Philadelphia, PA

July 1, 2010 – July 27, 2010

Hannah Nichols:

Generally I don’t define myself as an artist. I don’t like to think of the things I make as art, rather I consider everything I do to be art.  I think it is problematic to differentiate between art and life.  Being strictly/solely an artist to me leads to an accumulation of objects, status makers, creating as a justification of oneself.  I strive to not let my objects define me as an artist, instead I hope that my actions everyday define me as such.  When I am creating an art, (art as noun) I exert the same energy dedication and discipline as when cooking bread or serving tables at work.  Instead of being critical within my art I try to make every decision critically.  With this in mind I strive to work in many mediums as a way of working at my ultimate goal, cultivating joy.  Can I say I work in the medium of fun? Throughout my life I have been in search and pursuit of wonder, the bumper sticker “why do it if its not fun” comes to mind but to me that’s a backwards and lazy out look.  Rather “why not create fun”  or better “lets make the most fun”.  I strongly value a sense of community, partnership, collaboration. Wherever I find myself living, family dinner has become a staple to my life style.  Action speaks louder than art. I just poured a cup of tea, it’s tag reads “be so happy that when others see you they become happy to”, it seems oddly appropriate to end here.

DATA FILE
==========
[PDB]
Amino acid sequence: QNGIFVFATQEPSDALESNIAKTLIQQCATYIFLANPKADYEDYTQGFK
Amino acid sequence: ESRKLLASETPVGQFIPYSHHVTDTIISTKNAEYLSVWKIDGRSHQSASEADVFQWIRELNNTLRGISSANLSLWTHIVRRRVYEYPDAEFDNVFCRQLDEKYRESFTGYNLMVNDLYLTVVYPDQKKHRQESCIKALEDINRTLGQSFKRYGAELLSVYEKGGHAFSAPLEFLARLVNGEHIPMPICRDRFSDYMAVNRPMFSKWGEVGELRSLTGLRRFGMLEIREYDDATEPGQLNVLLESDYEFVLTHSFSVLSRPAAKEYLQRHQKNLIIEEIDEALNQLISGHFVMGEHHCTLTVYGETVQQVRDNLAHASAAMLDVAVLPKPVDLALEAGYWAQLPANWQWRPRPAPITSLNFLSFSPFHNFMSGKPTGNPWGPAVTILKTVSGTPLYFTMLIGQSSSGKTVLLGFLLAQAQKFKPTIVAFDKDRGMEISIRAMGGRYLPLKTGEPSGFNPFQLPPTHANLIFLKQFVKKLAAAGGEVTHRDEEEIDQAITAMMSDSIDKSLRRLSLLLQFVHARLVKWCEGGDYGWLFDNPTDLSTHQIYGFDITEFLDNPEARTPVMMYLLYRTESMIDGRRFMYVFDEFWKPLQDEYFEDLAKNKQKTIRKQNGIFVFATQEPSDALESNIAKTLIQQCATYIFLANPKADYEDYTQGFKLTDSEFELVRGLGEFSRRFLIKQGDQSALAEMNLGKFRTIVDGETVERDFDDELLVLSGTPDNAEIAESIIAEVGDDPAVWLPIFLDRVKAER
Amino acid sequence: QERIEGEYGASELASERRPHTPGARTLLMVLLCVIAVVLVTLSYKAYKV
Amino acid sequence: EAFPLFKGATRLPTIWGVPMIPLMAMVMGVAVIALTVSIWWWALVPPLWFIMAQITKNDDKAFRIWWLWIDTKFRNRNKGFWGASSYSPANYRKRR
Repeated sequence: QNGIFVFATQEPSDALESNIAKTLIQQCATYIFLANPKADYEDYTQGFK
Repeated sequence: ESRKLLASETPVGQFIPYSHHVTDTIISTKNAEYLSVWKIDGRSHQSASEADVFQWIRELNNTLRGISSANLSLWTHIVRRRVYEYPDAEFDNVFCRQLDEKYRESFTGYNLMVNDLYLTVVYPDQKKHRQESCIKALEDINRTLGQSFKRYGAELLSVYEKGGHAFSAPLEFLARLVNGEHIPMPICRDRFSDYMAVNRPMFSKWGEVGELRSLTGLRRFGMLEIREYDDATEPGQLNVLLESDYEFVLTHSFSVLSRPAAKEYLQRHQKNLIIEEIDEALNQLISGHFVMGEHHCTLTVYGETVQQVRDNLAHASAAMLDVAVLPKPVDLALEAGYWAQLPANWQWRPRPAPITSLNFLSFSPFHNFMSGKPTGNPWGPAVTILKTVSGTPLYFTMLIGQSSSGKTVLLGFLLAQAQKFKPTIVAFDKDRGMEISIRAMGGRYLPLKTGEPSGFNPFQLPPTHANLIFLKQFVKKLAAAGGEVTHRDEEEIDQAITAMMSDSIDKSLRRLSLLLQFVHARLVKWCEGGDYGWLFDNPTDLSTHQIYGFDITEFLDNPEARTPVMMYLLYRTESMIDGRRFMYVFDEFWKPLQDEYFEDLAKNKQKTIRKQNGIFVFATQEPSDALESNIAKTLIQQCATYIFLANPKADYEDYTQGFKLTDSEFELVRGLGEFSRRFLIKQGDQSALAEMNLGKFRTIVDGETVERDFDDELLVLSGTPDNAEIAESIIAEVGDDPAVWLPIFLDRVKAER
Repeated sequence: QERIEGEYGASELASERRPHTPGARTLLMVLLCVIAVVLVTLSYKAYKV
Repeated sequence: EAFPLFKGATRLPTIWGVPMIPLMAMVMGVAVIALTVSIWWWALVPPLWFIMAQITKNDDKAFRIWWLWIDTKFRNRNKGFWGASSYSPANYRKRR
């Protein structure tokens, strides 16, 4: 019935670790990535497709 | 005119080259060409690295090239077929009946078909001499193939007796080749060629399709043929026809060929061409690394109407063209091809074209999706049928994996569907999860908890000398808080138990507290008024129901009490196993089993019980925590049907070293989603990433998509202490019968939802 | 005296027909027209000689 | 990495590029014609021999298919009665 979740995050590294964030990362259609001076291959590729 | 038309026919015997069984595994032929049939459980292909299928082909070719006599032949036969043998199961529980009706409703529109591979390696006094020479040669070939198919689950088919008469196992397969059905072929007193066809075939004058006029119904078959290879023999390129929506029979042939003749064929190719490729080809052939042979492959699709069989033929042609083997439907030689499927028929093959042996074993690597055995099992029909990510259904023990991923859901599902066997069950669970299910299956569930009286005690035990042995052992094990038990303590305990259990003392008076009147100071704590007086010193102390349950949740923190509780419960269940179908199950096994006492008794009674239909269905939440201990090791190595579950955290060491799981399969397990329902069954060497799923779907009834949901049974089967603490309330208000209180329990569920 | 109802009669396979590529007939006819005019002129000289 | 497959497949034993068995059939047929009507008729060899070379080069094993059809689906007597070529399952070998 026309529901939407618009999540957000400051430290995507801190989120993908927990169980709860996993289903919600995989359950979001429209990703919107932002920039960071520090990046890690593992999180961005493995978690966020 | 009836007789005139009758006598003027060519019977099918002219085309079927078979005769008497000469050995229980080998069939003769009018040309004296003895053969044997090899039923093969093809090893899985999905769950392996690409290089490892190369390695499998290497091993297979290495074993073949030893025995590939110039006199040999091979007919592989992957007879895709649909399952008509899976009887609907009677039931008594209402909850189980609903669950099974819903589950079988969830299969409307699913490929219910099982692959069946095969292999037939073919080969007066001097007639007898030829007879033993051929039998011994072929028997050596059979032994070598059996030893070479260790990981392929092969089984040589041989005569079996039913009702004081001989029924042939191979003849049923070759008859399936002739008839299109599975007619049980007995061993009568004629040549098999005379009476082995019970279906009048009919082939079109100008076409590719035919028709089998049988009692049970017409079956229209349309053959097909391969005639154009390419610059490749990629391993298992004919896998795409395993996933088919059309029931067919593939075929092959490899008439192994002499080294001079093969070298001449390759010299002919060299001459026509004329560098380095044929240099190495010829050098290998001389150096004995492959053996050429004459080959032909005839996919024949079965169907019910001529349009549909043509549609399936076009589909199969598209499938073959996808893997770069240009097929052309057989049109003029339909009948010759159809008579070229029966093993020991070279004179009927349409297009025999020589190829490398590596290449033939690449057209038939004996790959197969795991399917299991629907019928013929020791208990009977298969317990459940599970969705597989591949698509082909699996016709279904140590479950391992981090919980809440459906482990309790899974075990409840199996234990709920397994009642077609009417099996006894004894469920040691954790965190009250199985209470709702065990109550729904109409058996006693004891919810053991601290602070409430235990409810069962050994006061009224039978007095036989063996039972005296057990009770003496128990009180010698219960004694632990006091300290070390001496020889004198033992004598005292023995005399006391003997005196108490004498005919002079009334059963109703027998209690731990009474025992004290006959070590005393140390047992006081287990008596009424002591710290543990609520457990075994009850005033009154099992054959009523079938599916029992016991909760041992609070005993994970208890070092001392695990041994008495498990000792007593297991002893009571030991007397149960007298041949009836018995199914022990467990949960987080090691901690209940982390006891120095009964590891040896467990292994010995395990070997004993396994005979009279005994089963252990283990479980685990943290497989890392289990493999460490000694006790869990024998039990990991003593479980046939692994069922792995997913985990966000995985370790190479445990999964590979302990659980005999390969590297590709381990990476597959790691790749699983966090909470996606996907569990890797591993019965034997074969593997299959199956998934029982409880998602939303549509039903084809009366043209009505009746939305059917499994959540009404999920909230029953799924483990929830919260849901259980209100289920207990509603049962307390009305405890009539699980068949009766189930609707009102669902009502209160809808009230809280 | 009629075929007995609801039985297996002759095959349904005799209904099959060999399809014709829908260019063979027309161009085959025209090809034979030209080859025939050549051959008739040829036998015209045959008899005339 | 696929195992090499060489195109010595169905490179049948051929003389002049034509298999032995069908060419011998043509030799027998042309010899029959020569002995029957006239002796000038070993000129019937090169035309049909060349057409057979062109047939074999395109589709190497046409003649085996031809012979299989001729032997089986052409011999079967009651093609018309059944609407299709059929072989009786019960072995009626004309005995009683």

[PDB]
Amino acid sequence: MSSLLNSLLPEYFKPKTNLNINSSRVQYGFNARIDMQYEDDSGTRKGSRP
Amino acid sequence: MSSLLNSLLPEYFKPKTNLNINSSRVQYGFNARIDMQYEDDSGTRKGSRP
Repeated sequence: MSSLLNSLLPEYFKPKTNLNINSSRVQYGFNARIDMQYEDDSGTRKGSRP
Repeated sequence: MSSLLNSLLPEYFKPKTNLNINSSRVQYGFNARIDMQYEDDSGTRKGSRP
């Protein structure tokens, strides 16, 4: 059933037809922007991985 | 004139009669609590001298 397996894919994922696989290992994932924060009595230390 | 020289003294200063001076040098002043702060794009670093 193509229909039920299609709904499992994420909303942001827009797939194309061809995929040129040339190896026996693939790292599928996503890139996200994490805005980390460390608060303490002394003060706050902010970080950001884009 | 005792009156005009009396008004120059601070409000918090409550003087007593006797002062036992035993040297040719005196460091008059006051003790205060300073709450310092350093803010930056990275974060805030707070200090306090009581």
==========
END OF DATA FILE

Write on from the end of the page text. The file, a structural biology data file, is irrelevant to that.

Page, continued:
Isaac Nichols:

Isaac Nichols is an artist living and working in NYC.  Currently attending The Cooper Union, his work investigates the human condition in the contexts of the contemporary, the commercial, the economic and the institution.  His work often relies on a Juxtaposition between economic classes, and their cultural and physical manifestations.  This framework allows for a practice actively engaged in the production and exploration of objects, events, curations, documents, and performance. Currently Isaac is working on a performance documentation involving a Plymouth Voyager, as well as a series of publications challenging the relationship between education, capitalism, and the institution.


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